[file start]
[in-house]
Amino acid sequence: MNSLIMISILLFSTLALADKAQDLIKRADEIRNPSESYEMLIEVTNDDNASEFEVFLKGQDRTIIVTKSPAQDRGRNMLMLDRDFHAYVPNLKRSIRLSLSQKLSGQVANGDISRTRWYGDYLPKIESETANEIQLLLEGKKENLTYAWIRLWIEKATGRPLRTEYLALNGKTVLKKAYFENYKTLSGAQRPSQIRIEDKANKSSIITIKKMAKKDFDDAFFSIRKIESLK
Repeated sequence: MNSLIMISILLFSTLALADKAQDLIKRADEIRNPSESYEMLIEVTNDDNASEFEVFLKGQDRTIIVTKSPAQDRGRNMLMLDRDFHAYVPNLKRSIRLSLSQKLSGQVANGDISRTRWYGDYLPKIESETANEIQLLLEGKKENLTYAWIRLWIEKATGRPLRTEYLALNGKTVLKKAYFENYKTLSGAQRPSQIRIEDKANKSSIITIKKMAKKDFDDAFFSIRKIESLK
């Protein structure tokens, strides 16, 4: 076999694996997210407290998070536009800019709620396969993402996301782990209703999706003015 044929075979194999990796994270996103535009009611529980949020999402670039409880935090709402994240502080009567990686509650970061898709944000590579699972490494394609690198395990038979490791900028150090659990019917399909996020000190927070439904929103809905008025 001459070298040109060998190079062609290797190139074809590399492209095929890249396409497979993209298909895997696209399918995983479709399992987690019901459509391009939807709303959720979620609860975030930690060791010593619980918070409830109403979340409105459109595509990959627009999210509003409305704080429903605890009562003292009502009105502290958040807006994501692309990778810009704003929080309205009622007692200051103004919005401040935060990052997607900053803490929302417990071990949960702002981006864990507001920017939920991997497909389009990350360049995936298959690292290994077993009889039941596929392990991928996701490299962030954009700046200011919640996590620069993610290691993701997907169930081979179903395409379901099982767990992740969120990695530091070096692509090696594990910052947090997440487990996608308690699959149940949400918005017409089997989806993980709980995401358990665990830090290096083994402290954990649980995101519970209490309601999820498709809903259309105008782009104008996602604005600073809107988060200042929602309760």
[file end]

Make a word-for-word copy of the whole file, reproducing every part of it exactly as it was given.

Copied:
[in-house]
Amino acid sequence: MNSLIMISILLFSTLALADKAQDLIKRADEIRNPSESYEMLIEVTNDDNASEFEVFLKGQDRTIIVTKSPAQDRGRNMLMLDRDFHAYVPNLKRSIRLSLSQKLSGQVANGDISRTRWYGDYLPKIESETANEIQLLLEGKKENLTYAWIRLWIEKATGRPLRTEYLALNGKTVLKKAYFENYKTLSGAQRPSQIRIEDKANKSSIITIKKMAKKDFDDAFFSIRKIESLK
Repeated sequence: MNSLIMISILLFSTLALADKAQDLIKRADEIRNPSESYEMLIEVTNDDNASEFEVFLKGQDRTIIVTKSPAQDRGRNMLMLDRDFHAYVPNLKRSIRLSLSQKLSGQVANGDISRTRWYGDYLPKIESETANEIQLLLEGKKENLTYAWIRLWIEKATGRPLRTEYLALNGKTVLKKAYFENYKTLSGAQRPSQIRIEDKANKSSIITIKKMAKKDFDDAFFSIRKIESLK
């Protein structure tokens, strides 16, 4: 076999694996997210407290998070536009800019709620396969993402996301782990209703999706003015 044929075979194999990796994270996103535009009611529980949020999402670039409880935090709402994240502080009567990686509650970061898709944000590579699972490494394609690198395990038979490791900028150090659990019917399909996020000190927070439904929103809905008025 001459070298040109060998190079062609290797190139074809590399492209095929890249396409497979993209298909895997696209399918995983479709399992987690019901459509391009939807709303959720979620609860975030930690060791010593619980918070409830109403979340409105459109595509990959627009999210509003409305704080429903605890009562003292009502009105502290958040807006994501692309990778810009704003929080309205009622007692200051103004919005401040935060990052997607900053803490929302417990071990949960702002981006864990507001920017939920991997497909389009990350360049995936298959690292290994077993009889039941596929392990991928996701490299962030954009700046200011919640996590620069993610290691993701997907169930081979179903395409379901099982767990992740969120990695530091070096692509090696594990910052947090997440487990996608308690699959149940949400918005017409089997989806993980709980995401358990665990830090290096083994402290954990649980995101519970209490309601999820498709809903259309105008782009104008996602604005600073809107988060200042929602309760």